DIY Lobster Rolls

30 Jul

Ever since our trip to Providence and Newport a few weeks ago we’ve been dreaming of the lobster rolls we had at Roxy’s Lobster food truck.

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The type of rolls we got there were not the typical mayo-saturated roll you’re used to, these were “Connecticut Style” which is essentially just chopped lobster meat served hot with drawn butter on a toasted hot dog bun. People who are familiar with the Connecticut-style would call that a normal lobster roll, and the mayo-laced version a Lobster Salad Roll.

Suffice to say, it’s not easy to come by a Connecticut Lobster roll on Long Island. Sadly, Corinne reports that one of her worst lobster roll experiences was at the iconic “Lobster Roll” (or “Lunch”) roadside restaurant in Amagansett that we’ve all passed on the way out to Montauk, so even a place that would seemingly be the holy grail of lobster rolls falls flat. The rolls there are of the salad variety and they are very heavy handed with the mayo.

Aside from tracking Roxy down, which we intend to do again at some point, the only option was to try our hands at making our own.

We decided to go on a lobster run, and it seemed like it would be a fun trip to take a drive down to Jordan Lobster Farm in Long Beach. It was a rainy day, but that just meant it wan’t too crowded there, so it worked out in our favor. We weren’t sure if we could just get lobster meat, lobster tails, claws, or just whole lobsters. They had tail meat ready to go for about $40 a pound, which sounds pretty nuts but it’s about 8 small lobster tails. We decided that it would be best to have not just tail meat, but also claw and knuckle meat like Roxy’s did. We made the decision to get some whole lobsters and take the meat out ourselves. I saw a sign in the lobster pickup area that said “3, 1.25 pound lobsters – $30” which was a pretty good deal, I thought. I asked the guy if that was cooked or live, and he said “Either way. We’ve got two, pound and halfs ready to go for $25 if you want.” So that’s what we went for. We also grabbed some heat-and-eat baked clams and a few other things from the store there, and then we were off with our spoils!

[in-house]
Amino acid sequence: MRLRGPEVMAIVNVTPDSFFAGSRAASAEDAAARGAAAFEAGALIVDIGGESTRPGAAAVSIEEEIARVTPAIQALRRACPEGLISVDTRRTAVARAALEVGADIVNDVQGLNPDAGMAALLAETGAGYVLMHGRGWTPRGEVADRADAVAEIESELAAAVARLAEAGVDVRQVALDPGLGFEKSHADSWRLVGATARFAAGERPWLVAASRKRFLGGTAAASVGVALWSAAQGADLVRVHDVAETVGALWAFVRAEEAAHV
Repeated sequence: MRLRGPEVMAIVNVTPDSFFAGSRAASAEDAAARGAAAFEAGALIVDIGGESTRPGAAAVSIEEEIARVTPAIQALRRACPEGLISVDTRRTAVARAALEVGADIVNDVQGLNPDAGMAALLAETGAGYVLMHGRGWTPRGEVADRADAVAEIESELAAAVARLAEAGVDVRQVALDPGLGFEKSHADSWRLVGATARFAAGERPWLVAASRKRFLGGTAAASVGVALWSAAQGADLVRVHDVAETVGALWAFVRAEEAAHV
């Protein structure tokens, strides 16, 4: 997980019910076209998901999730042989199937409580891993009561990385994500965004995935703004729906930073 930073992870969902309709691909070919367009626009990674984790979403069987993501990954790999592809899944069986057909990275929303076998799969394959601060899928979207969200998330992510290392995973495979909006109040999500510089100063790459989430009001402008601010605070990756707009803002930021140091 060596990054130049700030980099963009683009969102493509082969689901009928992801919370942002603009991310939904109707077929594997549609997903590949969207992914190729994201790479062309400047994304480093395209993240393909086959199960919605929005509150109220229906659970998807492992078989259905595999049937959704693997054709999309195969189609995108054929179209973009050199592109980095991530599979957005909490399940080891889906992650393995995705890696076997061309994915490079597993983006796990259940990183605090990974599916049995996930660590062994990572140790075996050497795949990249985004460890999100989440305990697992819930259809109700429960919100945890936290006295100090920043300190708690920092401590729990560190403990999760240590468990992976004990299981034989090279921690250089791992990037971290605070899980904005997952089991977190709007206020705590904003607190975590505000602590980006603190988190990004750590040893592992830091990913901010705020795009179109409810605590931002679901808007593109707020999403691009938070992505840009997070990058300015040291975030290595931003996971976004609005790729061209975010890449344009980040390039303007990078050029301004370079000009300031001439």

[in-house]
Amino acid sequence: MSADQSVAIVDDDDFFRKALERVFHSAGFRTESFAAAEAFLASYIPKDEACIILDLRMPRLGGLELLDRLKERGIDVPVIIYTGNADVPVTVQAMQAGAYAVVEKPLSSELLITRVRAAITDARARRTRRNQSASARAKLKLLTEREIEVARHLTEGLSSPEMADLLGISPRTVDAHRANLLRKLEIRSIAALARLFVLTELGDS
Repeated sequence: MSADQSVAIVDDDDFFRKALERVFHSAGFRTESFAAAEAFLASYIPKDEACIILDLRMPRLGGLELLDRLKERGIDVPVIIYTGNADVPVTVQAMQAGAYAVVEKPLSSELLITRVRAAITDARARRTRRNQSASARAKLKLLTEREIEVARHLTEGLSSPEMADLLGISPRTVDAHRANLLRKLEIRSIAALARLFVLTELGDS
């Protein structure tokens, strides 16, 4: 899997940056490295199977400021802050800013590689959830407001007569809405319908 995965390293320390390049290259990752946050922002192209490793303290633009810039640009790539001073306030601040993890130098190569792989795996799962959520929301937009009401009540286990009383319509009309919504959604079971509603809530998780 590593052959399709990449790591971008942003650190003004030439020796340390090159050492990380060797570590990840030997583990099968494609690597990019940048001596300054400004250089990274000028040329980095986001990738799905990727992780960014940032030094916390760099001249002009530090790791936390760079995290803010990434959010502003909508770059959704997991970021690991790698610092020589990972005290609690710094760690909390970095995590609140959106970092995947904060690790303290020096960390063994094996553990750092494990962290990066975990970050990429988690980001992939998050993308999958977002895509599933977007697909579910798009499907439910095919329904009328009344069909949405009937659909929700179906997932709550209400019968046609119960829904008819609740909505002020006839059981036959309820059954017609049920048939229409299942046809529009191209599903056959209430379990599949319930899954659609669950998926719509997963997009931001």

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We saved some time by not having to cook the lobsters, of course, so I got right to breaking down the lobsters to get all the meat out of them. Meanwhile, Corinne got the butter clarification process going so we’d have the god stuff to pour over the lobster. At the same time we got the iron skillet going to toast the hot dog buns. Once I had all the lobster meat cleaned out of the shells, I gave it a rough chop. After that we toasted the buns, put the lobster on the rolls and poured some clarified butter on them and they were ready to eat.

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There was no time to have a big photo session, we had to eat them while they were still hot, and boy were they yummy!

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